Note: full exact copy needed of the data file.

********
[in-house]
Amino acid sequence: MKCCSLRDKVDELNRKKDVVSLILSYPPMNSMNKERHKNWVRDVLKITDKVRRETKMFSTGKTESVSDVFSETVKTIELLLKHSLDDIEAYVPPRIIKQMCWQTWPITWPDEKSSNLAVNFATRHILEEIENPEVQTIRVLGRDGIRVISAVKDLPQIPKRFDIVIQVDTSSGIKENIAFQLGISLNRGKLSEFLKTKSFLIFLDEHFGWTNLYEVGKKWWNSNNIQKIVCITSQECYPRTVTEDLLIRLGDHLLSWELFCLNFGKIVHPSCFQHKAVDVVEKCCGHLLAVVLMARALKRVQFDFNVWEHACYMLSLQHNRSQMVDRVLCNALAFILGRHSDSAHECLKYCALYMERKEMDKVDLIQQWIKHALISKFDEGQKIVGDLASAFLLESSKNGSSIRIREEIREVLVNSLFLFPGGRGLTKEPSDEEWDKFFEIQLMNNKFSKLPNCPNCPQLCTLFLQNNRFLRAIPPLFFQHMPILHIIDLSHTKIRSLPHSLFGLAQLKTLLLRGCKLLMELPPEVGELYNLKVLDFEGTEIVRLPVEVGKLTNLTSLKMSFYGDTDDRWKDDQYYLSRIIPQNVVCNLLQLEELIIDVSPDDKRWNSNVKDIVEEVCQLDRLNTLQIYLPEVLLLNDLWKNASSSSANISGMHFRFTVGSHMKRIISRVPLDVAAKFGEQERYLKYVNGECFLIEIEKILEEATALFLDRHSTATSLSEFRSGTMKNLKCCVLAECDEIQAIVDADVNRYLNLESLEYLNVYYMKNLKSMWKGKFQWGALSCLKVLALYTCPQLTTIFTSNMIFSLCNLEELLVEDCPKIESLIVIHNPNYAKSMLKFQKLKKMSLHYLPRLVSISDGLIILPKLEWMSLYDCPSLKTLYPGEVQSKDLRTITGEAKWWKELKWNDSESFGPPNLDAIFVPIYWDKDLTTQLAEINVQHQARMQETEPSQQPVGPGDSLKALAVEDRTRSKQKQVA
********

[in-house]
Amino acid sequence: MKCCSLRDKVDELNRKKDVVSLILSYPPMNSMNKERHKNWVRDVLKITDKVRRETKMFSTGKTESVSDVFSETVKTIELLLKHSLDDIEAYVPPRIIKQMCWQTWPITWPDEKSSNLAVNFATRHILEEIENPEVQTIRVLGRDGIRVISAVKDLPQIPKRFDIVIQVDTSSGIKENIAFQLGISLNRGKLSEFLKTKSFLIFLDEHFGWTNLYEVGKKWWNSNNIQKIVCITSQECYPRTVTEDLLIRLGDHLLSWELFCLNFGKIVHPSCFQHKAVDVVEKCCGHLLAVVLMARALKRVQFDFNVWEHACYMLSLQHNRSQMVDRVLCNALAFILGRHSDSAHECLKYCALYMERKEMDKVDLIQQWIKHALISKFDEGQKIVGDLASAFLLESSKNGSSIRIREEIREVLVNSLFLFPGGRGLTKEPSDEEWDKFFEIQLMNNKFSKLPNCPNCPQLCTLFLQNNRFLRAIPPLFFQHMPILHIIDLSHTKIRSLPHSLFGLAQLKTLLLRGCKLLMELPPEVGELYNLKVLDFEGTEIVRLPVEVGKLTNLTSLKMSFYGDTDDRWKDDQYYLSRIIPQNVVCNLLQLEELIIDVSPDDKRWNSNVKDIVEEVCQLDRLNTLQIYLPEVLLLNDLWKNASSSSANISGMHFRFTVGSHMKRIISRVPLDVAAKFGEQERYLKYVNGECFLIEIEKILEEATALFLDRHSTATSLSEFRSGTMKNLKCCVLAECDEIQAIVDADVNRYLNLESLEYLNVYYMKNLKSMWKGKFQWGALSCLKVLALYTCPQLTTIFTSNMIFSLCNLEELLVEDCPKIESLIVIHNPNYAKSMLKFQKLKKMSLHYLPRLVSISDGLIILPKLEWMSLYDCPSLKTLYPGEVQSKDLRTITGEAKWWKELKWNDSESFGPPNLDAIFVPIYWDKDLTTQLAEINVQHQARMQETEPSQQPVGPGDSLKALAVEDRTRSKQKQVA